It was Mr. Harry Kember. He invited her out for a walk. Beryl hesitated; it was late. Mr. Harry Kember insisted, saying there was no one else around. Something stirred within Beryl -- she wanted to go with him.
“Don’t be frightened,” (36) he said as she lowered herself out the window. The world was different now, the moonlight shone, the shadows like bars as Mr. Harry Kember took her hand in his. Now she was truly afraid.
He tugged her hand gently but she struggled against him. “His terrifying smile froze her with horror” (36) and he led her out the garden gate and drew her to him.
Beryl slipped out of his embrace and told him he was vile. “Then why did you come?” (37) He asked; nobody answered.
A small cloud obscured the moon for a moment. The sea was troubled and then the cloud passed and it gave a mummer as if it woke from a bad dream. Then all was still.
“At the Bay” was fist published in the literary magazine the London Mercury in January 1922. It was later incorporated into The Garden Party and Other Stories in the same year and is the longest of Mansfield’s work within the collection. The story is set in fictional Crescent Bay, a seaside community in the late nineteenth, early twentieth century in New Zealand. Traditionally structured, “At the Bay” is separated by chapter and arranged chronologically, a departure for Mansfield who preferred unconventional modes of storytelling. The structure of the story is bookended by the temperament of the sea, a reoccurring motif in the text reflecting the ebb and flow of the character’s moods and emotions as the story unfolds. The exact timeframe, despite its length, is a single day in the life of the characters of Crescent Bay, specifically of the eclectic Burnell family.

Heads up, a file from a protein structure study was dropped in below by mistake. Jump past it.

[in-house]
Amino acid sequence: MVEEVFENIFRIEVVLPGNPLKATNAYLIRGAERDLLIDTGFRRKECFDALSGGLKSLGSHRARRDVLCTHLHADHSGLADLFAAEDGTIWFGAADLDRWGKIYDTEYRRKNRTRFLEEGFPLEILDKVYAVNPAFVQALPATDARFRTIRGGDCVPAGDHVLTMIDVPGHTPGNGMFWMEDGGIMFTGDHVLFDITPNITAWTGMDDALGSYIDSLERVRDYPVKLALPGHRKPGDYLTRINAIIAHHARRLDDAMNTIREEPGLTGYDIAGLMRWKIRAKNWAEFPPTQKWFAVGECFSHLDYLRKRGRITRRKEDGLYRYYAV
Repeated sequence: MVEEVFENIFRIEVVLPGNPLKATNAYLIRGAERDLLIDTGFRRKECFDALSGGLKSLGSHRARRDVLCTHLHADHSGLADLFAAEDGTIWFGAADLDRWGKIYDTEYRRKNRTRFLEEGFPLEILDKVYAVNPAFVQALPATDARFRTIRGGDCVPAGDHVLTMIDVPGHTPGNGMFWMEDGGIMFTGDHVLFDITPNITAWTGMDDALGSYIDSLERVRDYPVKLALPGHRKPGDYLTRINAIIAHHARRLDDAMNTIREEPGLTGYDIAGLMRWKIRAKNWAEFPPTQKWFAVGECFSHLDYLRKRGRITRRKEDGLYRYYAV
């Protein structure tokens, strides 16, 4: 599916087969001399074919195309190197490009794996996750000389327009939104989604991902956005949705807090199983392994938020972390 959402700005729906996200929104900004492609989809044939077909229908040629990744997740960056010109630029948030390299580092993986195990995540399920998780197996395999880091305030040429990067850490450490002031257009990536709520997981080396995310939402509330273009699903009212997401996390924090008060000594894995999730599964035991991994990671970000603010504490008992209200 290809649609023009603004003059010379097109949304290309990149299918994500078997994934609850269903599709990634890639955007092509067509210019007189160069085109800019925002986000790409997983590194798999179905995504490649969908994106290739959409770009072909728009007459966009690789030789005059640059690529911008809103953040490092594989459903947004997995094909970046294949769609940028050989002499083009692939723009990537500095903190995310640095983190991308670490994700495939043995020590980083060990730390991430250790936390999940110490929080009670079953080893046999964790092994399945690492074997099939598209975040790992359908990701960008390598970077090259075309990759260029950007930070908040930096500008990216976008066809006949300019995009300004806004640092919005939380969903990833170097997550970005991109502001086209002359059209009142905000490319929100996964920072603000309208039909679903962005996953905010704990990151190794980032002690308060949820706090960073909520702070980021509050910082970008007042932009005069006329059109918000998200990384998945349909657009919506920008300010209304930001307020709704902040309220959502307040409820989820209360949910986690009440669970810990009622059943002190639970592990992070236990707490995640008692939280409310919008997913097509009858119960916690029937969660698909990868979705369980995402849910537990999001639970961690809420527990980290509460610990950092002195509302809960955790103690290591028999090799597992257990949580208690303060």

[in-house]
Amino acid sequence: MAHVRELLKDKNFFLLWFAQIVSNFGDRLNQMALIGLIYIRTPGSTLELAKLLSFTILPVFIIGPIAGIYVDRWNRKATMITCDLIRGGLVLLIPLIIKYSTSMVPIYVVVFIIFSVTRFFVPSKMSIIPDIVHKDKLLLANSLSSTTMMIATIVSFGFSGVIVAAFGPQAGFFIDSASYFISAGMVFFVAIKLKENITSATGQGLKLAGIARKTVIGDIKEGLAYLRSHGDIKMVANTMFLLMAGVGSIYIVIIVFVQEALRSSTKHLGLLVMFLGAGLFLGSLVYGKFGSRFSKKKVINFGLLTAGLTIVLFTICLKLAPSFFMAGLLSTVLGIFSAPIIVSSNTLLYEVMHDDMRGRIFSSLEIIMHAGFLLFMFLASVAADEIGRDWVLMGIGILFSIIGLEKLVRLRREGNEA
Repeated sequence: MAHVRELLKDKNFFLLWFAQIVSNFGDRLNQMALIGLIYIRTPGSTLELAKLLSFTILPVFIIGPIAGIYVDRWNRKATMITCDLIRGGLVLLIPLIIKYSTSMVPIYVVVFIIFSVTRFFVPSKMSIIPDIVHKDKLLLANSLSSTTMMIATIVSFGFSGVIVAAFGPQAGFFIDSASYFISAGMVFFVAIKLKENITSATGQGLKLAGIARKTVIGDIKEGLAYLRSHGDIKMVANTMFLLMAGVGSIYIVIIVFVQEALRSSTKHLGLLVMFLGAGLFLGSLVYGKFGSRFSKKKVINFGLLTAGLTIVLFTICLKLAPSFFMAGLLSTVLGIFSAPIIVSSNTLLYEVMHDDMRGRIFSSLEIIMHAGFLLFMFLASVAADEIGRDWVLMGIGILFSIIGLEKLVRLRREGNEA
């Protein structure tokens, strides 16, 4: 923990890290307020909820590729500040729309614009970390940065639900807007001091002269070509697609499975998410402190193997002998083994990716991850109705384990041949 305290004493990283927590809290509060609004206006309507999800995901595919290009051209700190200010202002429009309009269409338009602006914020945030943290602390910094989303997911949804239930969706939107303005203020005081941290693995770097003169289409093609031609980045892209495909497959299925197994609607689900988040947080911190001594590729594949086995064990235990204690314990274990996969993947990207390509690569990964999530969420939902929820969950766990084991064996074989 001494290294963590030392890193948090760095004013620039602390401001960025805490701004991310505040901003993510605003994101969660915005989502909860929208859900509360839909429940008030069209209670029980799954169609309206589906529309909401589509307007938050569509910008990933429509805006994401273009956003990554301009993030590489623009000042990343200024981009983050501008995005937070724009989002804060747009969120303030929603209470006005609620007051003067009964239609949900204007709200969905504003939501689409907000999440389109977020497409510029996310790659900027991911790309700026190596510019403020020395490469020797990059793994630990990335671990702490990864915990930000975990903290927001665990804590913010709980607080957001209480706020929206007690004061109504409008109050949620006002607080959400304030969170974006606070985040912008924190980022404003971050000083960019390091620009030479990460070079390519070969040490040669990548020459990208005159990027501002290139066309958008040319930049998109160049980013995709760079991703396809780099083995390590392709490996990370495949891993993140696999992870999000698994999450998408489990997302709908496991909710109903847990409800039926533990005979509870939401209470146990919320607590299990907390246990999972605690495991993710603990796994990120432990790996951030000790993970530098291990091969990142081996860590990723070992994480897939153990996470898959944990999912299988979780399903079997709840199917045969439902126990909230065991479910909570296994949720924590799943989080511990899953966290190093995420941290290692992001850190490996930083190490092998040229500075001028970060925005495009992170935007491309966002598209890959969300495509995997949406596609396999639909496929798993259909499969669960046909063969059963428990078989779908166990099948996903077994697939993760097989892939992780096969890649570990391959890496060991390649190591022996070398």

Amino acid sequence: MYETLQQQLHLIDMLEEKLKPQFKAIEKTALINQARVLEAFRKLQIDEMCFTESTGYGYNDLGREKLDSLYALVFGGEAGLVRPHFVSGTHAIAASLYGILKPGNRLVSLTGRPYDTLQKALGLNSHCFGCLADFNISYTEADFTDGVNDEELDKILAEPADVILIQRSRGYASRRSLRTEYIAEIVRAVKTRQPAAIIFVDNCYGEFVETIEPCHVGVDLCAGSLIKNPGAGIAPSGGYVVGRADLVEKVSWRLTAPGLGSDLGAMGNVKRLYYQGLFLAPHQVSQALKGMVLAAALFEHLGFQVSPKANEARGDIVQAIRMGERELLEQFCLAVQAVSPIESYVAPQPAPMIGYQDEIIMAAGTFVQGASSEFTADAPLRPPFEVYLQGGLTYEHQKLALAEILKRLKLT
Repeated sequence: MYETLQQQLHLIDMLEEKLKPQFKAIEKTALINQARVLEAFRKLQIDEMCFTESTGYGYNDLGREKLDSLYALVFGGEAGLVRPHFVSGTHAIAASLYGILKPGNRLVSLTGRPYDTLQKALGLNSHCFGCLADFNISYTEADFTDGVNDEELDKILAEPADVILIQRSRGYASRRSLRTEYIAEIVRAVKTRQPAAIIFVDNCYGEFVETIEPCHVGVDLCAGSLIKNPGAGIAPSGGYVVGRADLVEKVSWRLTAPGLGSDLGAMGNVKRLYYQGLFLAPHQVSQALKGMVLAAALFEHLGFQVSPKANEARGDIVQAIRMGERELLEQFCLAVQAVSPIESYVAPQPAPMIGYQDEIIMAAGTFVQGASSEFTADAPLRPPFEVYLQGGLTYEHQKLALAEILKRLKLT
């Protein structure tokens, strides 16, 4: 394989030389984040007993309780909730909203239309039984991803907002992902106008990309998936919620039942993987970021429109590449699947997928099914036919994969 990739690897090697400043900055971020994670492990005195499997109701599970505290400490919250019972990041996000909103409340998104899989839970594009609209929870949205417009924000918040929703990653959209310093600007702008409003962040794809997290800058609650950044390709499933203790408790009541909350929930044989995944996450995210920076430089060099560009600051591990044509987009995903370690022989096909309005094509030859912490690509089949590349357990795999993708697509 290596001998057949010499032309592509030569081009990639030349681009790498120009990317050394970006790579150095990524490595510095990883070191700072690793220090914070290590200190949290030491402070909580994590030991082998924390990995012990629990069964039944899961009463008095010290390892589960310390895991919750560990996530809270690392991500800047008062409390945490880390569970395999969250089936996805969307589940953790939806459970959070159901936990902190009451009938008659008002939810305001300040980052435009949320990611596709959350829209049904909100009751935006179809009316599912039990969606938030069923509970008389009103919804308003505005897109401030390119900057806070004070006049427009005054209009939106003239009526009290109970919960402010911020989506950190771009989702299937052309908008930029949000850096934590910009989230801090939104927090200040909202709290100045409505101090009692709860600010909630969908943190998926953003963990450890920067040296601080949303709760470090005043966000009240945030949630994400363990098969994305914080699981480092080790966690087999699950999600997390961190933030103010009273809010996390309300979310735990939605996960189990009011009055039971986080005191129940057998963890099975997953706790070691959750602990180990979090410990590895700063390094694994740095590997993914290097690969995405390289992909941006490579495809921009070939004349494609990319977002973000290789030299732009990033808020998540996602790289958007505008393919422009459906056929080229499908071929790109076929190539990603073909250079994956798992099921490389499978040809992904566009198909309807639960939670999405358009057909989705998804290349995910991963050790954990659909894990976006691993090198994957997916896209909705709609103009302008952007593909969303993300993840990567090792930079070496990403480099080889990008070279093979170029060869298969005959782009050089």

In order to capture the various points of views of her characters, Mansfield experimented with narration by transitioning from one character perspective to another regardless of age or gender. The result is a seamless collaboration of various viewpoints on a range of themes and topics such as the changing role of gender in the home, the perception of marriage, and the theme of duty and responsibility toward one’s family and the resulting sacrifice of self. The narrative reflects the daily interactions of the main characters and how the banality of one moment can significantly alter or influence a lifetime.